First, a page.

By not upgrading, firms are potentially risking everything. As patches and bug fixes are no longer being provided, hackers have an unguarded entrance to access a firm’s environment. This not only increases the firm’s odds of being hacked, but also raises the gravity of ensuing damages should an incident occur.

Missing patches = open doors for black hat hackers

Outdated systems are dangerous yet all systems can become dangerous if left unpatched. That’s why we recommend looking at a patch management service. Companies – such as Eze Castle Integration! – can provide fully managed patch services to ensure software and firmware remain up-to-date and are proactively monitored to prevent security bugs and malicious exploits, reducing overall firm risk. 

  1. Our NetOps team takes a phased approach to patch management, with the end goal of reducing as much overall risk to the client as possible. The phases include:
  2. Assess Environment: Our team defines what systems clients have deployed and monitors the appropriate vendors for patch release updates.
  3. Discover & Test Patches: Immediately after a patch is issued by the software provider (i.e. Microsoft), NetOps deploys the patch to a lab environment that simulates a client infrastructure. This testing phase allows our team to identify any unforeseen issues and make adjustments as necessary before issuing updates more broadly.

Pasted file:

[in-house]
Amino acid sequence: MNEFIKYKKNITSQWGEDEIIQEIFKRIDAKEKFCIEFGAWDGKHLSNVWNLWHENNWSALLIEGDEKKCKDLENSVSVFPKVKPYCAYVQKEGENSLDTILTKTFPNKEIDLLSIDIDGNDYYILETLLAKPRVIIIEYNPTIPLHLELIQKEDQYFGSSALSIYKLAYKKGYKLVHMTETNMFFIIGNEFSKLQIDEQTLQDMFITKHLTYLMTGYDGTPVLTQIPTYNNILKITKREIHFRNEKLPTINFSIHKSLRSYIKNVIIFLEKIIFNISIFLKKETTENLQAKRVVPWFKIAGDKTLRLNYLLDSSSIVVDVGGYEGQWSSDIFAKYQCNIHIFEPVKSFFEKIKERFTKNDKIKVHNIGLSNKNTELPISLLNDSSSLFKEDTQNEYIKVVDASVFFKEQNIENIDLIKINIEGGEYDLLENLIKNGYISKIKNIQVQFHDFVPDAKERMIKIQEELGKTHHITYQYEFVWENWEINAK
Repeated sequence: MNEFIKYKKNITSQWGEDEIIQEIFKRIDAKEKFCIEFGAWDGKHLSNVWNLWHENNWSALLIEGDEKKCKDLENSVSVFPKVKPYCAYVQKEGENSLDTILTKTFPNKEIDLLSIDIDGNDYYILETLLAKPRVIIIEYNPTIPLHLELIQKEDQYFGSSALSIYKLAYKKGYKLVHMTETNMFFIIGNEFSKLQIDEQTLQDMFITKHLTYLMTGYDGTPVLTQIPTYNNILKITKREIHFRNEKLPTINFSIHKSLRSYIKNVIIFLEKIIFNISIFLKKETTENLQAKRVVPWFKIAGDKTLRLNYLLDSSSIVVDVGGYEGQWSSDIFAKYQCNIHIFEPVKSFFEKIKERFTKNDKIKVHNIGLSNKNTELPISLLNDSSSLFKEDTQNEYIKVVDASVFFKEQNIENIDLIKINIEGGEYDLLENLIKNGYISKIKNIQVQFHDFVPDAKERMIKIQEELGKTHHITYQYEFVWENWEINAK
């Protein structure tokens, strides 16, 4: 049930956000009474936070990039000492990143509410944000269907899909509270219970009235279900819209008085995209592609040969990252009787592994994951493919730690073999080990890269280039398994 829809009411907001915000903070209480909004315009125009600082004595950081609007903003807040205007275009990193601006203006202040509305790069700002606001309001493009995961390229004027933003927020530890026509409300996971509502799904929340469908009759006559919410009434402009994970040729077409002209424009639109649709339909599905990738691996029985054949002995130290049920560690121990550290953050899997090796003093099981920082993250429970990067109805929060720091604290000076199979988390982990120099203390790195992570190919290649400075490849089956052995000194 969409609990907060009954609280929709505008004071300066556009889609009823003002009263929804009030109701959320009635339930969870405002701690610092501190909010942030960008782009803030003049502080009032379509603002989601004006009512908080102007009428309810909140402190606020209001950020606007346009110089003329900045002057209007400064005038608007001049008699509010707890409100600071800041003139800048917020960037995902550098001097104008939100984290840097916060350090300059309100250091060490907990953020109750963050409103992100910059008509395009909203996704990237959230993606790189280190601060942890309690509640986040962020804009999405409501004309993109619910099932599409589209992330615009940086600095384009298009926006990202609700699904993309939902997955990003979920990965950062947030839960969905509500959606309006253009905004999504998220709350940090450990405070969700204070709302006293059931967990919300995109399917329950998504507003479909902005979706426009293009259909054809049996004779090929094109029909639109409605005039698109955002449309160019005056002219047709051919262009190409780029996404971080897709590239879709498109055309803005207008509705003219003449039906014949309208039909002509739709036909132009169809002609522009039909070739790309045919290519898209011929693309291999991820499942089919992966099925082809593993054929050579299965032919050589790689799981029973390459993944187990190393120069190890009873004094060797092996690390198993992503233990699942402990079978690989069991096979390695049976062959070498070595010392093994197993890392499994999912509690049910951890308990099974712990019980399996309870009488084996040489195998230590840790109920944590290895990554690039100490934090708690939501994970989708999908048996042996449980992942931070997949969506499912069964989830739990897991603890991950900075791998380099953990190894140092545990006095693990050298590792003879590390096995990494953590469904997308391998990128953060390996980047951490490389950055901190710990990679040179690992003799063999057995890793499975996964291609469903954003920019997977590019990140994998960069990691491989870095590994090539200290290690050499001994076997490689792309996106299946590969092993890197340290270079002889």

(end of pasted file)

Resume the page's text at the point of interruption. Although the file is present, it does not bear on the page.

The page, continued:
4. Pilot & Plan Deployment: Shortly after the testing phase, patches are deployed to ‘pilot’ clients and early adopters, providing NetOps with additional insight into the effectiveness of the patch.
  5. Deploy Patches: Finally, during the deployment phase, all subscribed clients are issued the necessary patches. Ongoing monitoring takes place to ensure patches are applied as intended.

To further protect you and your firms’ information from hacks and hackers, be sure to:

  • Back up – Backups are the only way to successfully recover your data. Ensure you leverage a secure and reliable backup and recovery tool that will de-duplicate, compress, encrypt and securely transfer your data to an offsite data center.
  • Detect – For security-advanced firms, consider taking a step further and employing continuous intrusion detection and prevention monitoring with a 24x7x365 active threat protection system.
  • Patch – If you rely on a managed service provider (MSP) for cloud services, you may already have this covered. If not: consider leveraging a patch management service to stay ahead of the latest bug and security fixes and reduce the risk of malicious exploits.
  • Phish – leverage phishing simulations to test users’ knowledge and information security awareness on a regular basis
  • Scan – Vulnerability assessments scan for malware, viruses, backdoors, hosts communicating with botnet-infected systems, known/unknown processes and web services linking to malicious content.

Check out these 10 common cyber gaps to help reduce your firm’s risk